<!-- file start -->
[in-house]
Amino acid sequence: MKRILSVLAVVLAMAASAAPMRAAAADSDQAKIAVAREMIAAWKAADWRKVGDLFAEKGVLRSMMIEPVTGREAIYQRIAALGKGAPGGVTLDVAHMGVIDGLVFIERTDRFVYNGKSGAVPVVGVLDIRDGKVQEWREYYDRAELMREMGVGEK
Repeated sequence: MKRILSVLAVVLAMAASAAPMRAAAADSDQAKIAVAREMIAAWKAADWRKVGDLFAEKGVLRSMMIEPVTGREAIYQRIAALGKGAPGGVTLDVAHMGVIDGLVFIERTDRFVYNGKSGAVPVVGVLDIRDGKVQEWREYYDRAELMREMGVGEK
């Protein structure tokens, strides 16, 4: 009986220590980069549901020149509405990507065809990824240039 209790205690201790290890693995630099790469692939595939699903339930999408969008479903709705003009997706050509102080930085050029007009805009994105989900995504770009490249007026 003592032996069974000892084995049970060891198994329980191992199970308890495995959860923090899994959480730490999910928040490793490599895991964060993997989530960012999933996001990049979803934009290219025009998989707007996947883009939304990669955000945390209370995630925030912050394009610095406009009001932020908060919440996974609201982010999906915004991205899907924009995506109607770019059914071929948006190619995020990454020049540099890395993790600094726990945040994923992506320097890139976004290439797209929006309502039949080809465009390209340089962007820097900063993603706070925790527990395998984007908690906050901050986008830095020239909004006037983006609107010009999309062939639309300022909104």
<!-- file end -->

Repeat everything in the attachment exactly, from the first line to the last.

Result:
[in-house]
Amino acid sequence: MKRILSVLAVVLAMAASAAPMRAAAADSDQAKIAVAREMIAAWKAADWRKVGDLFAEKGVLRSMMIEPVTGREAIYQRIAALGKGAPGGVTLDVAHMGVIDGLVFIERTDRFVYNGKSGAVPVVGVLDIRDGKVQEWREYYDRAELMREMGVGEK
Repeated sequence: MKRILSVLAVVLAMAASAAPMRAAAADSDQAKIAVAREMIAAWKAADWRKVGDLFAEKGVLRSMMIEPVTGREAIYQRIAALGKGAPGGVTLDVAHMGVIDGLVFIERTDRFVYNGKSGAVPVVGVLDIRDGKVQEWREYYDRAELMREMGVGEK
């Protein structure tokens, strides 16, 4: 009986220590980069549901020149509405990507065809990824240039 209790205690201790290890693995630099790469692939595939699903339930999408969008479903709705003009997706050509102080930085050029007009805009994105989900995504770009490249007026 003592032996069974000892084995049970060891198994329980191992199970308890495995959860923090899994959480730490999910928040490793490599895991964060993997989530960012999933996001990049979803934009290219025009998989707007996947883009939304990669955000945390209370995630925030912050394009610095406009009001932020908060919440996974609201982010999906915004991205899907924009995506109607770019059914071929948006190619995020990454020049540099890395993790600094726990945040994923992506320097890139976004290439797209929006309502039949080809465009390209340089962007820097900063993603706070925790527990395998984007908690906050901050986008830095020239909004006037983006609107010009999309062939639309300022909104």